Whilst touring the national parks of Central India to check out the lodges and game experience for Scott Dunn guests, I discovered a surprisingly interesting non-safari excursion. A village walk into the surrounding countryside of Kanha National Park. It’s the perfect activity to do on Wednesday afternoons when the park is closed, or even to stretch ones legs after all those hours spent in a gypsy jeep, tracking wildlife!
The countryside is particularly picturesque – its fertile soil supports rich crops of paddy and wheat and the farming hamlets are prosperous, with mud cottages painted in bright blues or greens and decorated with embossed motifs, and topped with heavy terracotta-tiled roofs sagging under its own weight. The fields are farmed in traditional ways; husband and wife teams operate a bullock-powered plough and sew seeds together, and colorful saried ladies bend in contortionist positions to scythe the stalks.
The area is also tribal, the predominant tribes being Gond & Baiga. The Gond are hard working and can be seen herding their cattle, tending wide-reaching fields or guarding their crops over night from the unwanted attentions of wild boar by sheltering in elevated platforms that punctuate the landscape. The Baiga favour a subsistence livelihood and so, there is a more concentrated farming activity around their hamlet.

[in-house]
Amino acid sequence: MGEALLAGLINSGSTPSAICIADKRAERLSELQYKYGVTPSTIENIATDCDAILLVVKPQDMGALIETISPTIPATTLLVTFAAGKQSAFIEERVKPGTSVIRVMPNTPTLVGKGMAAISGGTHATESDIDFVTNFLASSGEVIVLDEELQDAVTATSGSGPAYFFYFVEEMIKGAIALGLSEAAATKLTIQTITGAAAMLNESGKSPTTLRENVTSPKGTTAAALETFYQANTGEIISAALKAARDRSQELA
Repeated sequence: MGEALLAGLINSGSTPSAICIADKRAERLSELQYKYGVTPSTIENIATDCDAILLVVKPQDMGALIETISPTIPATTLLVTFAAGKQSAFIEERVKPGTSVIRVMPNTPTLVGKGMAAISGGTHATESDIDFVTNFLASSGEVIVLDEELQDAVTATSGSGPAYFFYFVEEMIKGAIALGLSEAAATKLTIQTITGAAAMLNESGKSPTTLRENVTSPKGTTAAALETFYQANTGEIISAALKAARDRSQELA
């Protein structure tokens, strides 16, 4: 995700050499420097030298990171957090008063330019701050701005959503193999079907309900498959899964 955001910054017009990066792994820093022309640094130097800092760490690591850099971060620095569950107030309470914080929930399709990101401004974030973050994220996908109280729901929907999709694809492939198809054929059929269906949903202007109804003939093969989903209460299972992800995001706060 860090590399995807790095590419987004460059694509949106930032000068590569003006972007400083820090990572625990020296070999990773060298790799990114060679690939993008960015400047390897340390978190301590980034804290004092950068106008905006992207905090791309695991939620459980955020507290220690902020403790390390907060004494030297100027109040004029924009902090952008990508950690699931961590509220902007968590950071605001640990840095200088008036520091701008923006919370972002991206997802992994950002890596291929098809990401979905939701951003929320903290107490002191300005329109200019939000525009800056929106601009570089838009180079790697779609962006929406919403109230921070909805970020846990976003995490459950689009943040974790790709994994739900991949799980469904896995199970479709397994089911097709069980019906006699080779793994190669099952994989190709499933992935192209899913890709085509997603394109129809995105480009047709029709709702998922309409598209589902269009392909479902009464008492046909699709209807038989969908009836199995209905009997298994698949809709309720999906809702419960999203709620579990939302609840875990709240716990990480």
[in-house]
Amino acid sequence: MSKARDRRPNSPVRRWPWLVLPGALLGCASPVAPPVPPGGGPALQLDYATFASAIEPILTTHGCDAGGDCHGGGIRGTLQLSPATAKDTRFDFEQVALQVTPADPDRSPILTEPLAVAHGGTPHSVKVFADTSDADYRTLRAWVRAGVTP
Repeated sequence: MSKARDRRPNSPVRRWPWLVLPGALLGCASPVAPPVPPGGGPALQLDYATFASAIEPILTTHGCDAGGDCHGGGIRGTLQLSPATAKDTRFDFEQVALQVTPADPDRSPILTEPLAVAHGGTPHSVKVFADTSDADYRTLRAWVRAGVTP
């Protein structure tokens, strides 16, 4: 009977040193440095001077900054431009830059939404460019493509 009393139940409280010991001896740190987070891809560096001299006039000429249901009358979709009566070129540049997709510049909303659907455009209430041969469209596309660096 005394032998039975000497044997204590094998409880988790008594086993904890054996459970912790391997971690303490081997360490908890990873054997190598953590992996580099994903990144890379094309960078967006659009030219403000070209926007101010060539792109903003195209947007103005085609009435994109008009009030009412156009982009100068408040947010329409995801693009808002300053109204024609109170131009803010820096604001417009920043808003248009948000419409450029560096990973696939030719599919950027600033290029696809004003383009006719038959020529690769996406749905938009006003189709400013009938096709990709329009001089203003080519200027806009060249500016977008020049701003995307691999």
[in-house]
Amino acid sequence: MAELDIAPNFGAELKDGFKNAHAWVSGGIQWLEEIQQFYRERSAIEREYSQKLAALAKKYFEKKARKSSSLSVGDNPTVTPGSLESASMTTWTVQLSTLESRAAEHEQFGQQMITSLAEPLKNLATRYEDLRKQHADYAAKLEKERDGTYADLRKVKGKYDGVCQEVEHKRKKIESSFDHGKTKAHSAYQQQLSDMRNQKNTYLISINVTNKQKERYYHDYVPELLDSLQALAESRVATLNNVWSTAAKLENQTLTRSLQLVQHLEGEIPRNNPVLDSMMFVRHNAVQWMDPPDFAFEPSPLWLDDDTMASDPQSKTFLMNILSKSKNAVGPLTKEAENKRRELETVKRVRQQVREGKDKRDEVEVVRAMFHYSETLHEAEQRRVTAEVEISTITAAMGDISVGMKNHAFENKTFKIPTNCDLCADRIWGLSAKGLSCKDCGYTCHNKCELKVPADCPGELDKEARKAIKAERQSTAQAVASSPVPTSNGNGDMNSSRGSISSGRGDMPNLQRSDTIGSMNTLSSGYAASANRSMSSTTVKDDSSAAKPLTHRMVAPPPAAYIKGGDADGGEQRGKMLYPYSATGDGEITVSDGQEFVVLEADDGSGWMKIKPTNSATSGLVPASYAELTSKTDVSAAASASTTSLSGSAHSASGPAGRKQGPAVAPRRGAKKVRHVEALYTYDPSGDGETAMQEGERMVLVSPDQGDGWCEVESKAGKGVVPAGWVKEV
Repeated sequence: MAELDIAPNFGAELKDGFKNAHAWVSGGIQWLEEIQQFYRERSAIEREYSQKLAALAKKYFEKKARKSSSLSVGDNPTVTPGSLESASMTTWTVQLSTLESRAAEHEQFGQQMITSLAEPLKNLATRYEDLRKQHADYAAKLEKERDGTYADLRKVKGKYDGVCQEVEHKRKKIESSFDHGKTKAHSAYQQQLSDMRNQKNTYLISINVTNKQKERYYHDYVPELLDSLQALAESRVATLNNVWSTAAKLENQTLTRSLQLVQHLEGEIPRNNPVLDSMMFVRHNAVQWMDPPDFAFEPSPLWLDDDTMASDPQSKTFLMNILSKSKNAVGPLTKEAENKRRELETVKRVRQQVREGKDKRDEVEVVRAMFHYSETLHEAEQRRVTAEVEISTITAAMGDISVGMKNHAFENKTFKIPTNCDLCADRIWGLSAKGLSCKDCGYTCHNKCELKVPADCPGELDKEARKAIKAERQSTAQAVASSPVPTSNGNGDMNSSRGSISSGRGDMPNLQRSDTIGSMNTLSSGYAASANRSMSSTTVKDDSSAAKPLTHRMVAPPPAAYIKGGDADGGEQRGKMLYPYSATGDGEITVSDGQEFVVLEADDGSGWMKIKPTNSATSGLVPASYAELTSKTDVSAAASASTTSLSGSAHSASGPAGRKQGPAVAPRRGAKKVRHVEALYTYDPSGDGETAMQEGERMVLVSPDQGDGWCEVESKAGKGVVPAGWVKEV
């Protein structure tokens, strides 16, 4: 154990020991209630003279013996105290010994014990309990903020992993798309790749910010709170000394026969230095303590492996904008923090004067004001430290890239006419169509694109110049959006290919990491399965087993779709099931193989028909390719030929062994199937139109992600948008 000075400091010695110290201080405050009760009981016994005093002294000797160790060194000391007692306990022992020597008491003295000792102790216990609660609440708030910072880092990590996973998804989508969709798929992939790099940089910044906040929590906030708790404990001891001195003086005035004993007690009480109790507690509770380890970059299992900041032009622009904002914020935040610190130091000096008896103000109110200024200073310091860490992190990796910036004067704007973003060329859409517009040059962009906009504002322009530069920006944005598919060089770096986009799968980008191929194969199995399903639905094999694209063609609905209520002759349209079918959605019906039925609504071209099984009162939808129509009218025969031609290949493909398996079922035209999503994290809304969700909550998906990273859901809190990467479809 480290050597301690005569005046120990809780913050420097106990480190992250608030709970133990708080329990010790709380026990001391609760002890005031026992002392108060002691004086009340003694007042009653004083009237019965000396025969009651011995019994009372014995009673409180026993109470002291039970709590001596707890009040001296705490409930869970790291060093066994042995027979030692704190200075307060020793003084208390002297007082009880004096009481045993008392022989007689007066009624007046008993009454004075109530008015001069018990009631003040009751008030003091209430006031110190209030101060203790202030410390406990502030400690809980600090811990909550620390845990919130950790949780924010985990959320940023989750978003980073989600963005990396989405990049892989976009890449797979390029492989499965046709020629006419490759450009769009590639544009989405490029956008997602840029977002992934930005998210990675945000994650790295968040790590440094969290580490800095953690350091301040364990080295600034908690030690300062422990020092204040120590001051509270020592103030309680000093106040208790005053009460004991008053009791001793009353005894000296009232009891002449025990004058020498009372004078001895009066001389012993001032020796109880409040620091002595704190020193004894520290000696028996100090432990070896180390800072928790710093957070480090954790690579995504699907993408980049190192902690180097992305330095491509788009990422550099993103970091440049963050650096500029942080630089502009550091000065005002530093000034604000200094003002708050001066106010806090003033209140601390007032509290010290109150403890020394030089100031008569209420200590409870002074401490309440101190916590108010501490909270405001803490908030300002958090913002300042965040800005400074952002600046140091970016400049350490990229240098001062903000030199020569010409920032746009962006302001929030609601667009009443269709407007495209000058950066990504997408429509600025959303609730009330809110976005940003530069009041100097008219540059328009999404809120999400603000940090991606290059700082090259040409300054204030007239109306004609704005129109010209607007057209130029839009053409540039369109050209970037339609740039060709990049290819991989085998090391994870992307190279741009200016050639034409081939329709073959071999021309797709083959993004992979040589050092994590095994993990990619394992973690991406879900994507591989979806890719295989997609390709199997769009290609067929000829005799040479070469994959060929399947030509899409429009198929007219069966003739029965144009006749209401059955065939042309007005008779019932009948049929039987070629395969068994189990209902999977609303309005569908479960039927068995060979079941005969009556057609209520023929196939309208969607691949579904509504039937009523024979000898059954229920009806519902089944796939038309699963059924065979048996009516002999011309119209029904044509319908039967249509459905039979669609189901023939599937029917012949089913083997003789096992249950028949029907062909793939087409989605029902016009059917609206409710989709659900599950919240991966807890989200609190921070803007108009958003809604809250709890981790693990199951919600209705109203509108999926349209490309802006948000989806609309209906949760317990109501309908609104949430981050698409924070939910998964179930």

We were welcomed into a Baiga family household, headed by the village elder. Their home was pristine inside, compartmentalised into sitting, bedroom and kitchen rooms, with a loft space for grain storage. It was quite dark with small windows to retain the heat in the winter and cool in the summer, Madhya Pradesh enjoys extremes in climate! The house was filled with cooking aromas as well as the sweet fermenting smell of Mahua in vats, the local home brew is made from the flowers of the Mahua tree. The family was proud to show us around as well as being intrigued by strange foreigners.
This village walk is one example of how tiger conservation has given opportunities to local communities, with lodges paying them per visit. The tribes were originally relocated from inside the national park in the 70’s, with financial compensation as well as allocated new land just outside the park. They were responsible for vast forest clearings where they previously cultivated land inside, these areas have now reverted back to meadows, and these beautiful grasslands fringed with white elephant grass seed tufts are unique to Kanha.
Other benefits I saw were local employment in the lodges and park; either as Lodge staff, visiting performers of tribal dance; or tribal artwork vendors. Finally by the park’s rangers and nature spotters accompanying lodge naturalists and guests on game drives, another pair of eyes is always welcome!
These ties between the park and surrounding communities add an additional cultural dimension to the wildlife experience for tourists and will also help ensure tigers are around in the future to be viewed in the wild. Local communities are also the eyes and ears behind poaching attempts and often volunteer to join nightly forest patrols with park rangers.
For more information on the experiences found in Kanha National Park, visit our website scottdunn.com or call one of our Consultants on 020 8682 5055.